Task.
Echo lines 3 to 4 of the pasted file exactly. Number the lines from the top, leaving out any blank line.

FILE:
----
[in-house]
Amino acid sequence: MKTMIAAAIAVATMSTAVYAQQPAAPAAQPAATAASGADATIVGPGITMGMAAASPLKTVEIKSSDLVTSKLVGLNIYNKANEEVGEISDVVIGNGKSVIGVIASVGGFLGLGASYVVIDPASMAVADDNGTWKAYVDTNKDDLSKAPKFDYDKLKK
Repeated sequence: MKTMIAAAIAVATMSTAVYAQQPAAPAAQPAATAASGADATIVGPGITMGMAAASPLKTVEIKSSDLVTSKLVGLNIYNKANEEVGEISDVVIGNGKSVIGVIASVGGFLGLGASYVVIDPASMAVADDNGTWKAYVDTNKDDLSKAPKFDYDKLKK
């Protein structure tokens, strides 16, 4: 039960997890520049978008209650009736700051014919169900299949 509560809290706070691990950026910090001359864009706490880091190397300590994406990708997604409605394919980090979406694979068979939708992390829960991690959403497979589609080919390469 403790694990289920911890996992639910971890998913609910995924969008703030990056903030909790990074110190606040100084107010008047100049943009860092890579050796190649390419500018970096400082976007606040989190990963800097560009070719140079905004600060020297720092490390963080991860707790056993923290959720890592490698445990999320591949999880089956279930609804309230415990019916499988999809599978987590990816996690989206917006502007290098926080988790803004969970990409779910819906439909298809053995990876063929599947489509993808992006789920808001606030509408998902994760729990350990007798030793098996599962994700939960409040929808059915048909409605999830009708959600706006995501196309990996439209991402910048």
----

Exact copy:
Repeated sequence: MKTMIAAAIAVATMSTAVYAQQPAAPAAQPAATAASGADATIVGPGITMGMAAASPLKTVEIKSSDLVTSKLVGLNIYNKANEEVGEISDVVIGNGKSVIGVIASVGGFLGLGASYVVIDPASMAVADDNGTWKAYVDTNKDDLSKAPKFDYDKLKK
């Protein structure tokens, strides 16, 4: 039960997890520049978008209650009736700051014919169900299949 509560809290706070691990950026910090001359864009706490880091190397300590994406990708997604409605394919980090979406694979068979939708992390829960991690959403497979589609080919390469 403790694990289920911890996992639910971890998913609910995924969008703030990056903030909790990074110190606040100084107010008047100049943009860092890579050796190649390419500018970096400082976007606040989190990963800097560009070719140079905004600060020297720092490390963080991860707790056993923290959720890592490698445990999320591949999880089956279930609804309230415990019916499988999809599978987590990816996690989206917006502007290098926080988790803004969970990409779910819906439909298809053995990876063929599947489509993808992006789920808001606030509408998902994760729990350990007798030793098996599962994700939960409040929808059915048909409605999830009708959600706006995501196309990996439209991402910048």